The initiation of term and preterm labor is associated with an up-regulated inflammatory response in myometrium; however, the underlying signaling pathways remain incompletely defined.Objective:
To define the regulatory mechanisms that mediate the increased myometrial inflammatory response leading to labor, we investigated the roles of microRNAs (miRNA/miR).Design and Setting:
Human myometrial tissues, isolated smooth muscle cells, and animal models were used to study miR-181a regulation of uterine inflammatory pathways and contractility.Patients:
Myometrial tissues from 15 term pregnant women undergoing elective cesarean section (not in labor) and 10 term pregnant women undergoing emergency cesarean section (in labor) were used.Results:
Expression of the highly conserved microRNA, miR-181a, was significantly decreased in mouse and human myometrium during late gestation. By contrast, the putative miR-181a targets, TNF-α, and estrogen receptor (ER)-α, and the validated target, c-Fos, key factors in the inflammatory response leading to parturition, were coordinately up-regulated. In studies using human myometrial cells, overexpression of miR-181a mimics repressed basal as well as IL-1β-induced TNF-α, C-C motif chemokine ligand 2 and 8 expression, whereas the expression of the antiinflammatory cytokine, IL-10, was increased. Overexpression of miR-181a dramatically inhibited both spontaneous and IL-1β-induced contraction of human myometrial cells. Notably, miR-181a directly targeted ERα and decreased its expression, whereas estradiol-17β reciprocally inhibited expression of mature miR-181a in myometrial cells.Conclusions:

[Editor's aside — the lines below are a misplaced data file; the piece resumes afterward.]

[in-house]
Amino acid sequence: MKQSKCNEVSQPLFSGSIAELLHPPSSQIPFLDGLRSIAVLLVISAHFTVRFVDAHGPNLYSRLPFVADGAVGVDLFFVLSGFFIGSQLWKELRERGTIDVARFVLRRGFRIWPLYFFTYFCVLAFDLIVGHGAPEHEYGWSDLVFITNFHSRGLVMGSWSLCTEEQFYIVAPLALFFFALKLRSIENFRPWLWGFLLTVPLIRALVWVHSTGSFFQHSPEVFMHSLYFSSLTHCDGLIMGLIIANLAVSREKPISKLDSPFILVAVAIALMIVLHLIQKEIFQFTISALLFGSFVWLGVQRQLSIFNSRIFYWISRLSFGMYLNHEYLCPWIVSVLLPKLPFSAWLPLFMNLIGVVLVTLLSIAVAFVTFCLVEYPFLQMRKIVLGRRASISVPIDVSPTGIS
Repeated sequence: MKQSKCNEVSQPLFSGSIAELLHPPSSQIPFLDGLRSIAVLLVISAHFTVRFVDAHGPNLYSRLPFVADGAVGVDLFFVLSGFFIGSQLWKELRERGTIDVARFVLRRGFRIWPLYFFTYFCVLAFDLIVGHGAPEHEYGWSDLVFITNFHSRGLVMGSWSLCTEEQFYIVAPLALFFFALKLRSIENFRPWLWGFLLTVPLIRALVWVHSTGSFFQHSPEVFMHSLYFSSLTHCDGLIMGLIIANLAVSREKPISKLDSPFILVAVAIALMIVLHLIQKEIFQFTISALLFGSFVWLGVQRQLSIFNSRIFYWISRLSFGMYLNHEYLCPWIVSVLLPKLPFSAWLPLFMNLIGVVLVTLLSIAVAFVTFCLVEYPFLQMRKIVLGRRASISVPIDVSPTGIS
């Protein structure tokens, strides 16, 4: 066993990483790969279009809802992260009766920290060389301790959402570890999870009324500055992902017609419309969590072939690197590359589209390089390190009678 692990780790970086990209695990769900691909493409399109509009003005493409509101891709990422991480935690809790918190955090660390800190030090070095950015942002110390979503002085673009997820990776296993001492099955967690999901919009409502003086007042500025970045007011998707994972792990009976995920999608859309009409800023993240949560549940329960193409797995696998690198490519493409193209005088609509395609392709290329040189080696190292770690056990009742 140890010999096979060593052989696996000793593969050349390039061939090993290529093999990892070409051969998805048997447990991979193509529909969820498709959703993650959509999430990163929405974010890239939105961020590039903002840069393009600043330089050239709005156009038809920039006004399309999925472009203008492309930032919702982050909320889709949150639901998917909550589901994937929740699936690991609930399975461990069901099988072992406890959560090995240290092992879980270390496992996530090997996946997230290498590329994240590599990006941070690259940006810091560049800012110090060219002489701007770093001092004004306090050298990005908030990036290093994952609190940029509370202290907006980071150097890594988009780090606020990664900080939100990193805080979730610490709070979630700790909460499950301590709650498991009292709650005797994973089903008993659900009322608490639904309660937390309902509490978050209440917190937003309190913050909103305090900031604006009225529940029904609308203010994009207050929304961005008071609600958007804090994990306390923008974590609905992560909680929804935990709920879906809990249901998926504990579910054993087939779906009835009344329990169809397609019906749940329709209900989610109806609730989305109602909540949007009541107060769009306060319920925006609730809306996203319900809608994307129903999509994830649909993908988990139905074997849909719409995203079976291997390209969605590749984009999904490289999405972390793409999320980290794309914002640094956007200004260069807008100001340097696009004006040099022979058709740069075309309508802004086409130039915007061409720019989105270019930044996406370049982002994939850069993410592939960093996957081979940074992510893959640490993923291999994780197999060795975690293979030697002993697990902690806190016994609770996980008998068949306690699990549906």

Thus, increased estradiol-17β/ERα signaling in myometrium near term inhibits miR-181a, resulting in a further increase in ERα and proinflammatory signaling. This escalating feedback loop provides novel targets and therapeutic strategies for the prevention of preterm labor and its consequences.